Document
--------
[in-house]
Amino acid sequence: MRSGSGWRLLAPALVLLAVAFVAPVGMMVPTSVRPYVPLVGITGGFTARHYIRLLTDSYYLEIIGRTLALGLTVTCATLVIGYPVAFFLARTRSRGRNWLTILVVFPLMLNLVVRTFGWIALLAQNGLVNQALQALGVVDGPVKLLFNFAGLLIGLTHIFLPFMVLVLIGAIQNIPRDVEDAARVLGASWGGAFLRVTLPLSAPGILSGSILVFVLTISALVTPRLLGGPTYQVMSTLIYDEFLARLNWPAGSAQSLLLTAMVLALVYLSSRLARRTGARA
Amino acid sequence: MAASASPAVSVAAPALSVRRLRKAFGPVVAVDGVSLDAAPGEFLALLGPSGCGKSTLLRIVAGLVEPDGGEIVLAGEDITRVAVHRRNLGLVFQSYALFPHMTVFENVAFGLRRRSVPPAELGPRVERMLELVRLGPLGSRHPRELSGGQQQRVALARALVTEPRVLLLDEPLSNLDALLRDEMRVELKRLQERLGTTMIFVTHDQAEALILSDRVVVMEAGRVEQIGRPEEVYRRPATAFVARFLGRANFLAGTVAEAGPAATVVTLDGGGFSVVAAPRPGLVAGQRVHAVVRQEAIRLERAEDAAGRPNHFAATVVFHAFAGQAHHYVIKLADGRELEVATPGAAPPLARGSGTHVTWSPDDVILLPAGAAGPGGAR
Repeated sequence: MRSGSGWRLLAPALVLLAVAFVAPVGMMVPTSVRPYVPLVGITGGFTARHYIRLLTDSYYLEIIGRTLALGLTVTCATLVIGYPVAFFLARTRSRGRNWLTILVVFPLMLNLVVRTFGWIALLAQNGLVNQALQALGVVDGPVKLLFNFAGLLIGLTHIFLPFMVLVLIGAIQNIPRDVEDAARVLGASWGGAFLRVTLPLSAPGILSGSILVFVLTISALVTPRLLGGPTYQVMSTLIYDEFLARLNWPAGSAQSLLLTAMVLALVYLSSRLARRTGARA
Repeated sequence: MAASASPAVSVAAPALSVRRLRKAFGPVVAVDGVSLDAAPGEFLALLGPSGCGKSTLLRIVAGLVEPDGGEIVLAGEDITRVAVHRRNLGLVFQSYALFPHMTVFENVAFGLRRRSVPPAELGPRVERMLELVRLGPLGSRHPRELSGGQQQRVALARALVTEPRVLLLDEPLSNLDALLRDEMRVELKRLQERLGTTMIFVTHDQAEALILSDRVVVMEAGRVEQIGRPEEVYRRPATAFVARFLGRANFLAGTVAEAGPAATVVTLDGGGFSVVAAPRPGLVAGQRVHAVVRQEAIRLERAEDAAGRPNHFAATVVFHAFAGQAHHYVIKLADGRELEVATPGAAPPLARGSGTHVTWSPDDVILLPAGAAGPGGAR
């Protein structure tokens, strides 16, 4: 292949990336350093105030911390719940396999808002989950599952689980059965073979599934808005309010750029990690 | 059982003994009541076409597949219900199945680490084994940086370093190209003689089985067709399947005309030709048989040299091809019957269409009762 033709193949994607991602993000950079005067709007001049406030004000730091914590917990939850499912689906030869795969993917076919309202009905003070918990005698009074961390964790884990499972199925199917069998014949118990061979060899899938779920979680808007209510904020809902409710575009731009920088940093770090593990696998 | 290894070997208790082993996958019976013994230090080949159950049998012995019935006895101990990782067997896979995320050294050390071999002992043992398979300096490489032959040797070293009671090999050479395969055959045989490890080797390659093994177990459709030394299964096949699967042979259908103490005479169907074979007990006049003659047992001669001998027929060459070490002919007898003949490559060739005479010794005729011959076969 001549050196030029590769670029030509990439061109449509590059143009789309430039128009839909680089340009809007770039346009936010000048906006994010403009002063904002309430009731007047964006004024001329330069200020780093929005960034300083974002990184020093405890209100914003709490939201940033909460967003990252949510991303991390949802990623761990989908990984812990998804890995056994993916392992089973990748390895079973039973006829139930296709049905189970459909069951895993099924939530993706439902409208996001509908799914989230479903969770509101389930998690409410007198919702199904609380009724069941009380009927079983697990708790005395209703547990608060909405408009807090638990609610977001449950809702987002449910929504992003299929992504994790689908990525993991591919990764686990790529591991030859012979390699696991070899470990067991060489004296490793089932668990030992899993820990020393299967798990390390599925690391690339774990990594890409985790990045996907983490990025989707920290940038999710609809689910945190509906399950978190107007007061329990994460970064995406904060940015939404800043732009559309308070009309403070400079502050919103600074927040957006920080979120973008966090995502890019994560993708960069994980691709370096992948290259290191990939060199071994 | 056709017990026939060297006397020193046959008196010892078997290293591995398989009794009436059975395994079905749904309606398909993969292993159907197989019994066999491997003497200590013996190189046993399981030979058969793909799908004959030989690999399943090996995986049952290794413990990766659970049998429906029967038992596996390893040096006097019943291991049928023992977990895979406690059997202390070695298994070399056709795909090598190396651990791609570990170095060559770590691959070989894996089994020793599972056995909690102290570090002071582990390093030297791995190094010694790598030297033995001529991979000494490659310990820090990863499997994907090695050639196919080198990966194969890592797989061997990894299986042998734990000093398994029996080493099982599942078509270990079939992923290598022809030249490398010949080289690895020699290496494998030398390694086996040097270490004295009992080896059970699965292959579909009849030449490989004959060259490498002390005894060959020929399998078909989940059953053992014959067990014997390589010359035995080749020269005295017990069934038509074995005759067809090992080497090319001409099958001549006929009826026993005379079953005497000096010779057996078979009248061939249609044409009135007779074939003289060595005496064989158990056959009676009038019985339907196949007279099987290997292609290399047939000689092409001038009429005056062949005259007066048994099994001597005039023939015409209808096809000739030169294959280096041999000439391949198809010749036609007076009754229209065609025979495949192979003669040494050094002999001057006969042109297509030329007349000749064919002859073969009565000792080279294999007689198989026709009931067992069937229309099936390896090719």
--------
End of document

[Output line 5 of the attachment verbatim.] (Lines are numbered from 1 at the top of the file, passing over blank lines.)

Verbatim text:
Repeated sequence: MAASASPAVSVAAPALSVRRLRKAFGPVVAVDGVSLDAAPGEFLALLGPSGCGKSTLLRIVAGLVEPDGGEIVLAGEDITRVAVHRRNLGLVFQSYALFPHMTVFENVAFGLRRRSVPPAELGPRVERMLELVRLGPLGSRHPRELSGGQQQRVALARALVTEPRVLLLDEPLSNLDALLRDEMRVELKRLQERLGTTMIFVTHDQAEALILSDRVVVMEAGRVEQIGRPEEVYRRPATAFVARFLGRANFLAGTVAEAGPAATVVTLDGGGFSVVAAPRPGLVAGQRVHAVVRQEAIRLERAEDAAGRPNHFAATVVFHAFAGQAHHYVIKLADGRELEVATPGAAPPLARGSGTHVTWSPDDVILLPAGAAGPGGAR